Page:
In Defense of Dutch Directness

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Navigating the culture of Dutch honesty can take some getting used to – what the Dutch consider honest feedback can sound insulting to others. American exchange student Britt de Visser had a Dutch upbringing and is still adjusting to the cultural difference. She encourages readers to embrace Dutch directness. 

If you were someone’s guest and didn’t love the food that they served, would you tell them? 

I was recently at a dinner party with Dutch friends and was asked, “How’s the food?” Although the salmon was too dry, I smiled through my distaste and politely nodded. She saw right through me and laughed, “How American of you.”

I was surprised to find that I was expected to say I didn’t love the food rather than pretend I did. But having a Dutch background, I picked up on this difference in communication styles more often: the Dutch are very direct, and Americans are not. 

Politeness is something deeply ingrained in my American culture– we are afraid of offending others and often become indirect and even dishonest in our efforts to be polite. The Dutch, on the other hand, are much more transparent. Few topics are off-limits to discuss. Perhaps this transparency has to do with the fact that the Netherlands is one of the most densely populated countries in Europe: the tightly packed houses and the famed Dutch aversion to curtains cultivates a different notion of privacy. I’m not surprised when I hear people openly discussing personal health issues or their sex lives over a cup of coffee. When I was an awkward tween, I remember being mortified when my grandmother bluntly asked in front of my extended family if I had gotten my period yet.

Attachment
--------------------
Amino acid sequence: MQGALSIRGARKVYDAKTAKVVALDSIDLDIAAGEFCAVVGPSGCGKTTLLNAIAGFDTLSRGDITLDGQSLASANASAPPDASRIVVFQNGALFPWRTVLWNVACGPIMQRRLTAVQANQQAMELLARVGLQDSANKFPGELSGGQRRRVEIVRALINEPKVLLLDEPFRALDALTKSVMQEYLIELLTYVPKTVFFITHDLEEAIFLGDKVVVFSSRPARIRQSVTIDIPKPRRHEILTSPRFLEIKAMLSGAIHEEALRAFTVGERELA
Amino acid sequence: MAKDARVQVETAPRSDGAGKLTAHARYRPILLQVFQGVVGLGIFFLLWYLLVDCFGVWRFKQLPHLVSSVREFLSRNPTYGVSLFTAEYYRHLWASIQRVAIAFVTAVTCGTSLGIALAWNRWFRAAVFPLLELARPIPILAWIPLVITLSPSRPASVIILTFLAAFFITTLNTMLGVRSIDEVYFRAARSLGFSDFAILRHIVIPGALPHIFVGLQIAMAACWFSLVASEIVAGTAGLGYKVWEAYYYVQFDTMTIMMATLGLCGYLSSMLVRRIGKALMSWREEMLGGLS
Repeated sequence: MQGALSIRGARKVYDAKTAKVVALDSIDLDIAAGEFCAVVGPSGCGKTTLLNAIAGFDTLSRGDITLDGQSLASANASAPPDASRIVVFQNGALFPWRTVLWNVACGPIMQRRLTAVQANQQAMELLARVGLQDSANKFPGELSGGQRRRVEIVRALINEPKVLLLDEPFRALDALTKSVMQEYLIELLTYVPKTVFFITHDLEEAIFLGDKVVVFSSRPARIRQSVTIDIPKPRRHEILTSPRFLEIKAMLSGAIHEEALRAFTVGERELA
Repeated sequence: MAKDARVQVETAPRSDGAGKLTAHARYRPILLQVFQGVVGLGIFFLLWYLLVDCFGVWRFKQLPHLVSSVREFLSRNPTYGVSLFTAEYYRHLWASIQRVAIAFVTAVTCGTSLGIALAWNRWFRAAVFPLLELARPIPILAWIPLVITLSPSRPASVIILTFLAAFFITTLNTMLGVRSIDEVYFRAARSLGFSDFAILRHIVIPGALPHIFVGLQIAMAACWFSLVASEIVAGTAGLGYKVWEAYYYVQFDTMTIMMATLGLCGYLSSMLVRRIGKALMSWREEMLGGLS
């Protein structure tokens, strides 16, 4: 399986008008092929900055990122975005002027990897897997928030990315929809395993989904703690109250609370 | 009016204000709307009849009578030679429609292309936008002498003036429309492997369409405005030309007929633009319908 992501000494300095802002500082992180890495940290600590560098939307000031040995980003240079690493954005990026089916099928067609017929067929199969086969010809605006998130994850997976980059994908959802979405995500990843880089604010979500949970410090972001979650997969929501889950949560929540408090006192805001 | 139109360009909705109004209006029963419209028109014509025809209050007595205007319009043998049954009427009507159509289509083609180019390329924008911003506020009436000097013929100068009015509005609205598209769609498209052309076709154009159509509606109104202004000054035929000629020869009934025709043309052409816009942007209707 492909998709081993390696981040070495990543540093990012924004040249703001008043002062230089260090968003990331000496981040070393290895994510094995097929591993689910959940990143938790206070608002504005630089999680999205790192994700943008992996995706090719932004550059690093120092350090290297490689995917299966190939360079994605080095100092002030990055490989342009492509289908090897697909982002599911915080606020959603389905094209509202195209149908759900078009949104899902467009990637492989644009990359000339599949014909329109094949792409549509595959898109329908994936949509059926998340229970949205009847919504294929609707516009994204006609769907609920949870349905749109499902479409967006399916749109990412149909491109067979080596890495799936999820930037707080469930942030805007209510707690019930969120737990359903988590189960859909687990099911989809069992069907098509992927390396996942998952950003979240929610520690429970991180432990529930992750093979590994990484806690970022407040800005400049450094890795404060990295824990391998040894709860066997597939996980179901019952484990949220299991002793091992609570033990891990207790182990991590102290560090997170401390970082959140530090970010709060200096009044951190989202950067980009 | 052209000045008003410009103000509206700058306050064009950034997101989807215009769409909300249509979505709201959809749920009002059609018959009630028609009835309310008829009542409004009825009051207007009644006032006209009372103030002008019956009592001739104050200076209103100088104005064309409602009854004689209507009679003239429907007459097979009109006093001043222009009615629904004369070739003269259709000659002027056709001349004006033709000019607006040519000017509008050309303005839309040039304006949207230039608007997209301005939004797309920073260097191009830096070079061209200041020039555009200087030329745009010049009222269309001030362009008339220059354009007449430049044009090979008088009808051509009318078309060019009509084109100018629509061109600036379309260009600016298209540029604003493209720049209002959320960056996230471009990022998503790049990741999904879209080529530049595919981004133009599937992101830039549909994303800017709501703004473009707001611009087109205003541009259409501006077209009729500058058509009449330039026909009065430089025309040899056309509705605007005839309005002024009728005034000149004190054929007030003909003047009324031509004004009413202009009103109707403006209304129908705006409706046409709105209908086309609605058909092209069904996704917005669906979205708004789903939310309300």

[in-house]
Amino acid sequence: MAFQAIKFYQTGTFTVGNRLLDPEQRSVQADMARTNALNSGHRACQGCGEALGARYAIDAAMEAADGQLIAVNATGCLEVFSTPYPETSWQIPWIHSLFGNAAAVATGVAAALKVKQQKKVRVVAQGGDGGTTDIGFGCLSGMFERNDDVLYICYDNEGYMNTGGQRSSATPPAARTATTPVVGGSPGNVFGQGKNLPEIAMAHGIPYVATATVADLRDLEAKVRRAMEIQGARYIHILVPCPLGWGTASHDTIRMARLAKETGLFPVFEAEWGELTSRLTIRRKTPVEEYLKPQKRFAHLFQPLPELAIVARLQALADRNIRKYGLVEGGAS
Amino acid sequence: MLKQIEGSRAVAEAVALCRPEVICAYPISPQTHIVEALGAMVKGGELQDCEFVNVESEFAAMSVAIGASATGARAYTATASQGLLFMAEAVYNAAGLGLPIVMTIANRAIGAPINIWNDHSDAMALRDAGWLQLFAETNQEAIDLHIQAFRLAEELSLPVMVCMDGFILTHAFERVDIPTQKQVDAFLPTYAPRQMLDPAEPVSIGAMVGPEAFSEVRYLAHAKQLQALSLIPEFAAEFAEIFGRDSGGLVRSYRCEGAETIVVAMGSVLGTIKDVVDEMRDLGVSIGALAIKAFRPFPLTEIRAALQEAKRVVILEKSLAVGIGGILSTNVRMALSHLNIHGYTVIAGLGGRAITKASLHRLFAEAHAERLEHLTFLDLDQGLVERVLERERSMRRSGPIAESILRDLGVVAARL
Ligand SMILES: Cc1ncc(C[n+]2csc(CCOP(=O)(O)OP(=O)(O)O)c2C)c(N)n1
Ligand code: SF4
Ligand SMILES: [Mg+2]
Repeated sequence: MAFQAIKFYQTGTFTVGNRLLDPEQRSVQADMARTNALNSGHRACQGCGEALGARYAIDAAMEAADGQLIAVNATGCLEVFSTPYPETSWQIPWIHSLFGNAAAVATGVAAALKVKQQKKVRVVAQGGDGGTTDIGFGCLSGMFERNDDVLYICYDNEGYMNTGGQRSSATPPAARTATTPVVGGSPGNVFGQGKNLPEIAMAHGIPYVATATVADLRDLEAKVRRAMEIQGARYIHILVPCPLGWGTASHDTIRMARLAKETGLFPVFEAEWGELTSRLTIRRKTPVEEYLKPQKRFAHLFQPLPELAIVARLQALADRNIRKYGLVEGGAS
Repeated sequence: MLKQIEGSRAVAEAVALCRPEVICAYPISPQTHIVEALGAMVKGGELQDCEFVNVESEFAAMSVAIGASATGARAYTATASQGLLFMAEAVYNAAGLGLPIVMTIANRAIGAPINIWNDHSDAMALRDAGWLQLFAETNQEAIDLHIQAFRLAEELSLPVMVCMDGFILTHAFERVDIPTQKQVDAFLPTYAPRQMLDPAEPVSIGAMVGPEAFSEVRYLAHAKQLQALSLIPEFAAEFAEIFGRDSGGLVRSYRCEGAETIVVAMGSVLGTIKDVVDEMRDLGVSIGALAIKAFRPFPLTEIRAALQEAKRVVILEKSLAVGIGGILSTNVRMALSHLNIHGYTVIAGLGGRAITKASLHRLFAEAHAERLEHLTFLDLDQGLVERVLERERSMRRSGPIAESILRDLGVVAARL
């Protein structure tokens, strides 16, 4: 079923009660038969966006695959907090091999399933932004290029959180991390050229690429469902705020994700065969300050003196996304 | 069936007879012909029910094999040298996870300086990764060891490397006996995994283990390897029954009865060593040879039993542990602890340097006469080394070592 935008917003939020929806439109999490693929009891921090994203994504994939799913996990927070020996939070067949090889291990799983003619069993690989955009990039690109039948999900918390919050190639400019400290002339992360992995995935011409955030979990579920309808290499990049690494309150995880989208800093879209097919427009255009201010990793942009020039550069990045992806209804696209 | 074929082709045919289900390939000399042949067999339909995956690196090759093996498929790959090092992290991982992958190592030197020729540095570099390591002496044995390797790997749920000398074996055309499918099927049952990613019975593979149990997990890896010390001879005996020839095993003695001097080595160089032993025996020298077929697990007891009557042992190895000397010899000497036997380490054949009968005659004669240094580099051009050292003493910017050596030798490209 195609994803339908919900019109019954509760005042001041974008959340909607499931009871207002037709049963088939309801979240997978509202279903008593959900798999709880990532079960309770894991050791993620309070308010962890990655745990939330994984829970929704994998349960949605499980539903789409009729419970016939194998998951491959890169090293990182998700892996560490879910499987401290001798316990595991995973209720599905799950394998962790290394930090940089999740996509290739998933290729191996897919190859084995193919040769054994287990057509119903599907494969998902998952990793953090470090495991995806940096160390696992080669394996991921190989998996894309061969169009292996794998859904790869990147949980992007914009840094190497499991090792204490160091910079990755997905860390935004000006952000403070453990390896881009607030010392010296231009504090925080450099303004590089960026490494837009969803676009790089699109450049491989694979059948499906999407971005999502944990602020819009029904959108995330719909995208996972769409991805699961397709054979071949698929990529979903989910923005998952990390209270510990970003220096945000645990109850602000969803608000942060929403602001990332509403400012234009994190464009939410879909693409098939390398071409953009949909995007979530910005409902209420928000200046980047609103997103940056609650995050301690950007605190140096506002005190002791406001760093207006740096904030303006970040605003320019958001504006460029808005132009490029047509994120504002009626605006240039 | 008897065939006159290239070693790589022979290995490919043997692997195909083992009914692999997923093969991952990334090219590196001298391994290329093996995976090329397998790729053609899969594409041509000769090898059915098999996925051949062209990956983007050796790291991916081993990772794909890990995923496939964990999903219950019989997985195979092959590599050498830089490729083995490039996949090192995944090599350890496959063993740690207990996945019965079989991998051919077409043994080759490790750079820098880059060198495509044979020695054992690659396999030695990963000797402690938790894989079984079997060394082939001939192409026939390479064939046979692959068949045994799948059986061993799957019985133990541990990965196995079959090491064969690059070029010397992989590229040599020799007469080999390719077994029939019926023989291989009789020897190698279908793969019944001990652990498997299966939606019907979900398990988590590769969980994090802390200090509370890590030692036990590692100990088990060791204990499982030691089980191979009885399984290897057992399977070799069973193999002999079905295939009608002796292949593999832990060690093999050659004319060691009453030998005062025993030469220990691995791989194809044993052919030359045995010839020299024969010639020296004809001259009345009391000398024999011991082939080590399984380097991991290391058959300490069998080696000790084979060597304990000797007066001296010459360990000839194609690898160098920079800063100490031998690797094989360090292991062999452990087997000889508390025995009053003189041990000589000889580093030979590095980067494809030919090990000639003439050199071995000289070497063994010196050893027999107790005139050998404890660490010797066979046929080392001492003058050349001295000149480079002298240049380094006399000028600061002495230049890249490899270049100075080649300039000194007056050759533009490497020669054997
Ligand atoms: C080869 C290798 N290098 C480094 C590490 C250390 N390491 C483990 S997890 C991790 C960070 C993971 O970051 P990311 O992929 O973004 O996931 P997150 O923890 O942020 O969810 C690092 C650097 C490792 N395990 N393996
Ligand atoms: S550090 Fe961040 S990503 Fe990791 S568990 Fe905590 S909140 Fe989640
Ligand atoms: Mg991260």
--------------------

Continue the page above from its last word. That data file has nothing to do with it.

Being raised by Dutch parents, I’ve had a few experiences with this blunt style of communication. But since moving from California to Utrecht a few months ago, I’ve come to realize how a dose of directness can go a long way. 

Last semester, I was enrolled in a brand new class at the UU. A few weeks into the course, the professor asked us to evaluate his teaching thus far. I was surprised when I realized the professor was not going to leave the room and leave behind some anonymous surveys, as is done in the States. Another student from California told him what she liked about the course, and then added, in a somewhat convoluted way, what he could “maybe, possibly, sort of, kind of” be doing better. 

Then, the Dutch students weighed in.

“This course is far too easy for a level three course.”

“Your grading system needs to be changed.”

“I have learned nothing useful in this course so far.”

My eyes widened, and I could feel the American girl tense up next to me. But what sounded like a string of insults to us, was standard constructive criticism for them. We shared the same opinions, but they voiced them in a much stronger and more direct way. Nobody, including the professor, seemed phased or uncomfortable by their bluntness. He took their comments and implemented their suggestions– their directness resulted in a better learning experience. 

Not only is directness more productive, but it can also help us connect more deeply with those around us. In the States, a lot of daily interactions feel scripted and leave it hard to connect with people on a deeper level. When waiters ask how the food is, you’re expected to say “it’s great!” When people ask “How are you?” you’re expected to say, “I’m good, you?” 

I’ve found that living here in the Netherlands, there’s no pressure to pretend to be happy all the time. It’s okay to not love the food. It’s okay to not be “good.” Often times, I’ve found that voicing your honest opinion leads the conversation down a much more interesting path. The Dutch culture of honest talk, while it does take some getting used to, allows for more authentic conversations and often results in some pretty good stories to tell. 

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